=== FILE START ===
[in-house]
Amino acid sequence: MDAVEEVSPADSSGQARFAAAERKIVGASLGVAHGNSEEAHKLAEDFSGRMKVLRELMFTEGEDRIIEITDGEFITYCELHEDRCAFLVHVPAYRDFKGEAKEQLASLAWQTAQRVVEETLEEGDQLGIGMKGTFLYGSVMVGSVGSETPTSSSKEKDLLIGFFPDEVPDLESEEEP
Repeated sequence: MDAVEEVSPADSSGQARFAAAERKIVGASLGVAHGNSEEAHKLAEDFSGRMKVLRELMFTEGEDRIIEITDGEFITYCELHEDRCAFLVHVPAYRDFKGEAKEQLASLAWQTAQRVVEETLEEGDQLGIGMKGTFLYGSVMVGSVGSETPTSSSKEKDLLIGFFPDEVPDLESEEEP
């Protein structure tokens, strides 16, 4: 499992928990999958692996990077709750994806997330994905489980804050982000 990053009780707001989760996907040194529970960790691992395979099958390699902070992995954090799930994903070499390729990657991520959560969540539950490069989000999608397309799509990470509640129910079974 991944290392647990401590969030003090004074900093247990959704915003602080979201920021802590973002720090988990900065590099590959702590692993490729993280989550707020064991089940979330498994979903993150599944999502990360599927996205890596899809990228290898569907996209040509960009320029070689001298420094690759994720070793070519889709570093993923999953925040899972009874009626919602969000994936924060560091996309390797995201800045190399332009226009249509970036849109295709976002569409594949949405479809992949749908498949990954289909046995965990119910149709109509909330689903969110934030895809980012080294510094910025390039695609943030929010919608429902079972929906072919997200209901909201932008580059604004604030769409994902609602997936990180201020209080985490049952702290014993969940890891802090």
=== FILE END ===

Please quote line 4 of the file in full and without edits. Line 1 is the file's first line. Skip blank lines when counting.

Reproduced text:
């Protein structure tokens, strides 16, 4: 499992928990999958692996990077709750994806997330994905489980804050982000 990053009780707001989760996907040194529970960790691992395979099958390699902070992995954090799930994903070499390729990657991520959560969540539950490069989000999608397309799509990470509640129910079974 991944290392647990401590969030003090004074900093247990959704915003602080979201920021802590973002720090988990900065590099590959702590692993490729993280989550707020064991089940979330498994979903993150599944999502990360599927996205890596899809990228290898569907996209040509960009320029070689001298420094690759994720070793070519889709570093993923999953925040899972009874009626919602969000994936924060560091996309390797995201800045190399332009226009249509970036849109295709976002569409594949949405479809992949749908498949990954289909046995965990119910149709109509909330689903969110934030895809980012080294510094910025390039695609943030929010919608429902079972929906072919997200209901909201932008580059604004604030769409994902609602997936990180201020209080985490049952702290014993969940890891802090």